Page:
WITH BOTH HANDS
Brawny, beautiful, complicated and sexy as hell, eco-warrior Mango Manning is everything performer and London nightclub owner Ryan Bishop wants in a life-partner. But Mango has been loving and leaving Ryan for the past two years, and Ryan’s had enough. That’s why he’s moving on. Ryan’s the monogamous type—which means now he’ll be alone at the worst possible time.
Mango Manning knows he’s screwed up and has commitment issues. That’s why he’s been so on-and-off with Ryan these past two years. He’d thought he found a safe haven, a place to hide from the losses of his past, but there are other demons you just can’t escape. Like Ryan’s health. If Mango is to put things right, he must man up and discover a way back into Club Delish and the heart of its owner. Only then can they look to the future together, come what may. True happiness will slip through their fingers…unless they both grab on and hold tight.
Men of London book nine **SURVIVAL GAME** releases September 2017
Since his true love died, paramedic Eric Kirby has been living a half life, but when he meets purple-haired Kyle Tripper, Eric’s heart is jolted into a whole new rhythm.
Kyle Tripper has led an interesting life. Currently the manager of London’s famous Club Delish, he used to be a croupier extraordinaire in Las Vegas. But not everything in that life was so glamorous; his ex was a piece of work. Now gun-shy, Kyle hopes there is someone special out there for him, and secretly wishes it’s luscious paramedic, Eric Kirby.
Every day Eric Kirby goes through the motions. Yeah, he saves lives, and, sure, he makes a difference, but he doesn’t feel it anymore – not since he lost his one true. But, when he meets wild, flamboyant Kyle Tripper and learns there’s a skittish, apprehensive man beneath the bold façade, the best of Eric’s protective nature kicks in, and opens his heart to a new love.
Find Survival Game on Goodreads
Find Men of London series on Goodreads
Giveaway: Win a SIGNED copy of Survival Game
About the Author
Susan Mac Nicol is a self-confessed bookaholic, an avid watcher of videos of sexy pole dancing men, geek, nerd and in love with her Smartphone. This little treasure is called ‘the boyfriend’ by her long-suffering husband, who says if it vibrated, there’d be no need for him. Susan hasn’t had the heart to tell him there’s an app for that…
In an ideal world, Susan Mac Nicol would be Queen of England and banish all the bad people to the Never Never Lands of Wherever -Who Cares. As that’s never going to happen, she contents herself with writing her HEA stories and pretending, that just for a little while, good things happen to good people.
Sue is a PAN member of Romance Writers of America and is a member of the Romantic Novelists Association in the UK. She’s also Editorial Manager at http://www.divinemagazine.biz, an online LGBTQ e-zine, and she’s a Charity Board trustee at http://wwwbeingmecampaign.com in London.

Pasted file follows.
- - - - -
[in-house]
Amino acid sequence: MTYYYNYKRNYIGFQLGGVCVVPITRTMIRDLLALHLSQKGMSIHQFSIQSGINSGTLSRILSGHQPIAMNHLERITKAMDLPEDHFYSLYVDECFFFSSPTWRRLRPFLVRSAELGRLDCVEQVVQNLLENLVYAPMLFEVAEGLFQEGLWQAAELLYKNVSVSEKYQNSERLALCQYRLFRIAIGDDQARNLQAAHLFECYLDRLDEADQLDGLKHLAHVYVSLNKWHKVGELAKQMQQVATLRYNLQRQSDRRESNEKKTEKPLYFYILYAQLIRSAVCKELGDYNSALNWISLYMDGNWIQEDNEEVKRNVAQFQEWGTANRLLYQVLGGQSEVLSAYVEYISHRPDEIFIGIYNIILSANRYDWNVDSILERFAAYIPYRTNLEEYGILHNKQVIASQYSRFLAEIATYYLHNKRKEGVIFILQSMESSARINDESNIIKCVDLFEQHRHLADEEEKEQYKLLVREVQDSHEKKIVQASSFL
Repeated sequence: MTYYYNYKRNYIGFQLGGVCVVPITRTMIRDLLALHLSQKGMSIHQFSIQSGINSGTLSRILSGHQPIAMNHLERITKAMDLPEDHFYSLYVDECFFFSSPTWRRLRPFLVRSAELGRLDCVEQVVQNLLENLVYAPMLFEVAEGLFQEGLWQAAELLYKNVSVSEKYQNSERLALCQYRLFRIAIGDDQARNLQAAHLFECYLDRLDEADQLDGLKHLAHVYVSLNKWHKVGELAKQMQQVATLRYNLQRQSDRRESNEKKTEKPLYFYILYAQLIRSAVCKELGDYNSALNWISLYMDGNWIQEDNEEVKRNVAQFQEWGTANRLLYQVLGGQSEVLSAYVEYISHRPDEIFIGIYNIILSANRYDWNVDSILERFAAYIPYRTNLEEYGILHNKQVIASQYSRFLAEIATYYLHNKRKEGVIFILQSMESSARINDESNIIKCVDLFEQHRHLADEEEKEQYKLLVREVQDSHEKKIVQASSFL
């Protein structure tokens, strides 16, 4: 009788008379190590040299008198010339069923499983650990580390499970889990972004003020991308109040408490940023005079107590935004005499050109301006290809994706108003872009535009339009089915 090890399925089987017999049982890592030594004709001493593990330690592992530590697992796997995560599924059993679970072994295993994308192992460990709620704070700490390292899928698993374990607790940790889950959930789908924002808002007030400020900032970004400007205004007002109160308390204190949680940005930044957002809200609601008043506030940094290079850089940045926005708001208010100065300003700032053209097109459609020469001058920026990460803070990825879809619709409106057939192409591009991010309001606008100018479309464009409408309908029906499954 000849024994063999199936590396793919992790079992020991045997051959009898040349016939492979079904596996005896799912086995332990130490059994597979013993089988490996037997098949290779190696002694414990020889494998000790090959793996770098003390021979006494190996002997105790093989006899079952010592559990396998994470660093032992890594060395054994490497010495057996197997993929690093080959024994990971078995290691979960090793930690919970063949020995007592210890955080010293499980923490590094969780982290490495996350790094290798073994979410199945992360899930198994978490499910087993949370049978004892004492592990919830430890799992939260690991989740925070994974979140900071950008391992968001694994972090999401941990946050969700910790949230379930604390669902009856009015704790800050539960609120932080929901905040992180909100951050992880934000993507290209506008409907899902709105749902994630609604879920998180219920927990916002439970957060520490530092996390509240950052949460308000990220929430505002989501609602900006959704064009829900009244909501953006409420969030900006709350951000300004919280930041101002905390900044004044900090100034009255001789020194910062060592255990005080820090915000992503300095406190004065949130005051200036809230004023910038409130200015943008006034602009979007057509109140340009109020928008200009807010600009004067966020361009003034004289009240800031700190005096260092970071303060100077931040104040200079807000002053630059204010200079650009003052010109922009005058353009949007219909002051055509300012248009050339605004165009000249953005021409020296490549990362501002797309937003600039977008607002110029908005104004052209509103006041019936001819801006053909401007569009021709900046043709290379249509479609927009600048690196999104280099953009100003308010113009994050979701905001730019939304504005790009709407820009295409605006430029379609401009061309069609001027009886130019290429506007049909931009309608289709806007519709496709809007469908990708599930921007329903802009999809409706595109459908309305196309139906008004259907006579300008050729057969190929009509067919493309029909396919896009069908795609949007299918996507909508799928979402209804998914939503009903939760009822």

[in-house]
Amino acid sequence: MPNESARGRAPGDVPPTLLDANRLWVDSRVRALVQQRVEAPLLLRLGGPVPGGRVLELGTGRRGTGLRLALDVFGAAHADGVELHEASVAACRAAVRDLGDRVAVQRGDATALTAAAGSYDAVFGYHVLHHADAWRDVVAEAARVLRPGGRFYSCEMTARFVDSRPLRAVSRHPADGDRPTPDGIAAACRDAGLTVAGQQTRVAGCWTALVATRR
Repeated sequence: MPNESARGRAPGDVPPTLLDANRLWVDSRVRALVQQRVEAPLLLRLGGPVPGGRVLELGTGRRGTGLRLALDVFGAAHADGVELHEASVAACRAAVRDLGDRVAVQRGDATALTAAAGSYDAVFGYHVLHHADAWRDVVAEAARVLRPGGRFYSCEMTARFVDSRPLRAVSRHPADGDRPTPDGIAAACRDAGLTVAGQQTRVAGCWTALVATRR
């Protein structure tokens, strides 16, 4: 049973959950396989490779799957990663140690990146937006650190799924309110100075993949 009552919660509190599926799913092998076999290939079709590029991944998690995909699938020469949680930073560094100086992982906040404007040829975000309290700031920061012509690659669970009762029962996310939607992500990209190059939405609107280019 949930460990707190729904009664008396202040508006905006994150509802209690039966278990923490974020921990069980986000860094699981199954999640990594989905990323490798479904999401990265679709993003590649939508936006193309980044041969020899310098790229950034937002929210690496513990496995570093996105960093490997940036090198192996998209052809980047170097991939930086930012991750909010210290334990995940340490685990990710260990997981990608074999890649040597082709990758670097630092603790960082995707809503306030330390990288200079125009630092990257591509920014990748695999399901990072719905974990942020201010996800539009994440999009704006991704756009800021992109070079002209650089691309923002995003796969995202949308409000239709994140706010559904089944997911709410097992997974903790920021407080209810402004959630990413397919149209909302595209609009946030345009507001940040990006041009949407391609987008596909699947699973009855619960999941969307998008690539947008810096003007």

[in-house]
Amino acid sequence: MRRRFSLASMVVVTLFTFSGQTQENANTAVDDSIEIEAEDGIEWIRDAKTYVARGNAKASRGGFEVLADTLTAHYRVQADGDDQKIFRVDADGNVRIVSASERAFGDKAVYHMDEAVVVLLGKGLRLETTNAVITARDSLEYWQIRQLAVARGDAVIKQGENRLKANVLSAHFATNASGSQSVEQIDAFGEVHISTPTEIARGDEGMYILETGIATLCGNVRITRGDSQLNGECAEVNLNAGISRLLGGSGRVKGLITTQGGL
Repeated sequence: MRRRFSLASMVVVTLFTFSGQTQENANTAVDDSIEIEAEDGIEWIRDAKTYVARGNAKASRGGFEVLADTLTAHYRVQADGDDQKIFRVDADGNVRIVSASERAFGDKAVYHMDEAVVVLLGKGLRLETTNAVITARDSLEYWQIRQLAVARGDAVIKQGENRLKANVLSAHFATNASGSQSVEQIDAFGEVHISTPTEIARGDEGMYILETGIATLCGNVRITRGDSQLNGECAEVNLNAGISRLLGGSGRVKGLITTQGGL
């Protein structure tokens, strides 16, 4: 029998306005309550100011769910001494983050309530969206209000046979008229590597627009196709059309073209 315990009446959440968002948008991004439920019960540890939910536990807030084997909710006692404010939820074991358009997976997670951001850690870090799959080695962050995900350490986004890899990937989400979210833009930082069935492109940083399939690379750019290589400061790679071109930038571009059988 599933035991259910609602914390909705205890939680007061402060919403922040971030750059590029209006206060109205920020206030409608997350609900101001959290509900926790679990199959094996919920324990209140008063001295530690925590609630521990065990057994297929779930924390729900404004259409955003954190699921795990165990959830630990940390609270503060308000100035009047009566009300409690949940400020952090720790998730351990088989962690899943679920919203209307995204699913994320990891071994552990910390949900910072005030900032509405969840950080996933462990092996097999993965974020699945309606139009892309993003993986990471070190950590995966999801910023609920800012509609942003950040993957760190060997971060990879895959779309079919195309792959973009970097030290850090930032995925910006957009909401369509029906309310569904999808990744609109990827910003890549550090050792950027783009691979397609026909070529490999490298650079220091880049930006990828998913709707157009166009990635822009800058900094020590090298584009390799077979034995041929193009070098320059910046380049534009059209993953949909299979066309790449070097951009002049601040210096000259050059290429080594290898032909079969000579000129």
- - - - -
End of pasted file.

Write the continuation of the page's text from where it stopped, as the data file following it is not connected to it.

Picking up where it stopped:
She’s passionate about research for her books and has stayed in a circus, taken lessons from a blind person on how it feels to be non-sighted, and travelled to a lighthouse with maintenance crew to see first-hand what it’s like inside. She’s also writing a screen play with a Hollywood actor named Nicholas Downs, with a view to taking her latest release, Sight Unseen, to the big screen.
All in all, she’s happy with her lot and loves that you love to read her books.
You do, right?
The death of Oakley’s sister has left his family broken and buried beneath their grief. In an attempt to get out from underneath their pain, they rent an isolated cottage in the Cotswolds. For Oakley, it’s an exercise in futility. He doesn’t see much hope for things to get back to the way they used to be, and he’s bored and restless as he waits out the time until he can return to the city and university. All of that changes when he meets local boy Bobby, and the connection between them is instant. Within a few days, Oakley is ready to walk away from everything to stay with Bobby. However, Bobby has problems of his own, and they might be more than the budding romance can survive. But they might also give Oakley a new perspective on his own situation.
This is the first story I’ve read by Asta Idonea, and I loved it.
The first scene set the mood immediately, and pulled me into the story. Although it’s not a long read, I didn’t feel as though it was too short either. The characters still had enough room to grow, and I got invested in them quickly. The ending left me with a bittersweet feeling, as it’s not really a HEA, yet I still felt hope for the characters’ future. Both Oakley and Bobby have a lot to work through, and I liked the way they grew as the story progressed.